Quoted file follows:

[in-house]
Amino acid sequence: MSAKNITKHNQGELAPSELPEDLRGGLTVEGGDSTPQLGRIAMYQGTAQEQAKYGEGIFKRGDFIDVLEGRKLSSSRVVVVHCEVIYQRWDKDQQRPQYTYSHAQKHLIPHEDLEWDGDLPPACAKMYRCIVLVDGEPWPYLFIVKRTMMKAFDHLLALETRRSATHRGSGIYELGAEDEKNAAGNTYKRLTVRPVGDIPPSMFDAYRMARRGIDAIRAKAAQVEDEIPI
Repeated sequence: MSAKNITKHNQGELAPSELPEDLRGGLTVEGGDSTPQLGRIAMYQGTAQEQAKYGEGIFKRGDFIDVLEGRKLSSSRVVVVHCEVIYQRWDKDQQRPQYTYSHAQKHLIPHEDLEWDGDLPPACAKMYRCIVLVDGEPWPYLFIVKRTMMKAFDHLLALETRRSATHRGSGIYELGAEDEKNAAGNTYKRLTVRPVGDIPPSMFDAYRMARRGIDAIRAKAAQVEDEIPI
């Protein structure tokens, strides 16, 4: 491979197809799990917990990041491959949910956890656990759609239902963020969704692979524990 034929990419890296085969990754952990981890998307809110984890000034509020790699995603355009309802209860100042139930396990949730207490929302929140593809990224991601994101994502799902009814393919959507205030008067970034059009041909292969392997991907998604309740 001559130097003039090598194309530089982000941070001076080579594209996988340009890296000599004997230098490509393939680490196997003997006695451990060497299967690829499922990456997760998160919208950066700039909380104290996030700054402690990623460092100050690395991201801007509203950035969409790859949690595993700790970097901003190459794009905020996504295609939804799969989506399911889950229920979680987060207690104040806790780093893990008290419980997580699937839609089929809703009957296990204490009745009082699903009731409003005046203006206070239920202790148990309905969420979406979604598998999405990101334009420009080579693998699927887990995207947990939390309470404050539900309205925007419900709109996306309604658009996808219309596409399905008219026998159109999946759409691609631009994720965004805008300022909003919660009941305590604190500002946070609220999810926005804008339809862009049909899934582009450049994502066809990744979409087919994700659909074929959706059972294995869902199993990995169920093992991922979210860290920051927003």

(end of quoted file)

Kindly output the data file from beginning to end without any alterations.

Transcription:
[in-house]
Amino acid sequence: MSAKNITKHNQGELAPSELPEDLRGGLTVEGGDSTPQLGRIAMYQGTAQEQAKYGEGIFKRGDFIDVLEGRKLSSSRVVVVHCEVIYQRWDKDQQRPQYTYSHAQKHLIPHEDLEWDGDLPPACAKMYRCIVLVDGEPWPYLFIVKRTMMKAFDHLLALETRRSATHRGSGIYELGAEDEKNAAGNTYKRLTVRPVGDIPPSMFDAYRMARRGIDAIRAKAAQVEDEIPI
Repeated sequence: MSAKNITKHNQGELAPSELPEDLRGGLTVEGGDSTPQLGRIAMYQGTAQEQAKYGEGIFKRGDFIDVLEGRKLSSSRVVVVHCEVIYQRWDKDQQRPQYTYSHAQKHLIPHEDLEWDGDLPPACAKMYRCIVLVDGEPWPYLFIVKRTMMKAFDHLLALETRRSATHRGSGIYELGAEDEKNAAGNTYKRLTVRPVGDIPPSMFDAYRMARRGIDAIRAKAAQVEDEIPI
């Protein structure tokens, strides 16, 4: 491979197809799990917990990041491959949910956890656990759609239902963020969704692979524990 034929990419890296085969990754952990981890998307809110984890000034509020790699995603355009309802209860100042139930396990949730207490929302929140593809990224991601994101994502799902009814393919959507205030008067970034059009041909292969392997991907998604309740 001559130097003039090598194309530089982000941070001076080579594209996988340009890296000599004997230098490509393939680490196997003997006695451990060497299967690829499922990456997760998160919208950066700039909380104290996030700054402690990623460092100050690395991201801007509203950035969409790859949690595993700790970097901003190459794009905020996504295609939804799969989506399911889950229920979680987060207690104040806790780093893990008290419980997580699937839609089929809703009957296990204490009745009082699903009731409003005046203006206070239920202790148990309905969420979406979604598998999405990101334009420009080579693998699927887990995207947990939390309470404050539900309205925007419900709109996306309604658009996808219309596409399905008219026998159109999946759409691609631009994720965004805008300022909003919660009941305590604190500002946070609220999810926005804008339809862009049909899934582009450049994502066809990744979409087919994700659909074929959706059972294995869902199993990995169920093992991922979210860290920051927003």